‘Belief’ is not as an important word to Unificationists as it might be to some other people. The reason for this is to be found in the nature of the Divine Principle. Recognising that in this age we need to move towards a view of life that can accommodate the rational world of scientific truth as well as a deep knowledge of spiritual reality, ‘understanding’ and ‘practice’ are words that tend to figure more prominently in the lives of Unificationists.
As a result, they are very open to having the ideas in the Principle challenged and discussed both formally and informally. The Principle provides a basis for shared values and a confident outlook on life. It causes us to look within and deepen our relationship to God, through time-honoured ways of prayer, study and fellowship, and also to engage with the wider world. Both faith and deeds are important.
Unificationists come from all sorts of religious and non-religious backgrounds and are bound together more by friendship, love and a common understanding than by a creed or set of rituals. Of course we have certain standards that we try to live up to.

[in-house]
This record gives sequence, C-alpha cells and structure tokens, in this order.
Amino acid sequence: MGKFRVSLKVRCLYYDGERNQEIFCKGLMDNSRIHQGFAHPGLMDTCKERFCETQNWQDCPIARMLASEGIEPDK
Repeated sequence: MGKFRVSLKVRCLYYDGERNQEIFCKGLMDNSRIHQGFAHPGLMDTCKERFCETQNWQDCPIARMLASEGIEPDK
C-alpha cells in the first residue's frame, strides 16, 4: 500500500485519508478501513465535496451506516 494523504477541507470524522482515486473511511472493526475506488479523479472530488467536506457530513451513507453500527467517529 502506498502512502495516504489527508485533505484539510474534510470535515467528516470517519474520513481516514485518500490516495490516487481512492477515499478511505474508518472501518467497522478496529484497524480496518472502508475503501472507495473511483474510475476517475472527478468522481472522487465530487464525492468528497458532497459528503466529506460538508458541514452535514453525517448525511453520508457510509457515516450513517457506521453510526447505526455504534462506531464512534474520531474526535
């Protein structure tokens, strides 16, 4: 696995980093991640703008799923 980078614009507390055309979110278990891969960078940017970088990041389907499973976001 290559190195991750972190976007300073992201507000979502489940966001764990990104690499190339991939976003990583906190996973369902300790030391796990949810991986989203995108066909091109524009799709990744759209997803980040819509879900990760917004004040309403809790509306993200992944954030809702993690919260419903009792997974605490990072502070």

They recognise there are many ways to meet God, and that He has inspired the founders of the world’s religions to provide many paths for people to return to Him. Consequently, one belief is that how one lives one’s life is more important than what one believes or which religion one belongs to.
Through the Divine Principle and the insights and example of True Parents, Unificationists share the sense that we are participating directly in God’s providence to restore the world and bring about peace and reconciliation between nations and religions. If this is a ‘belief’ it is a very empowering one. For example, our community encourages international and even interracial marriage – which can have its challenges – but does so out of a shared conviction that this is part of God’s plan to have all people live in peace as one family under God.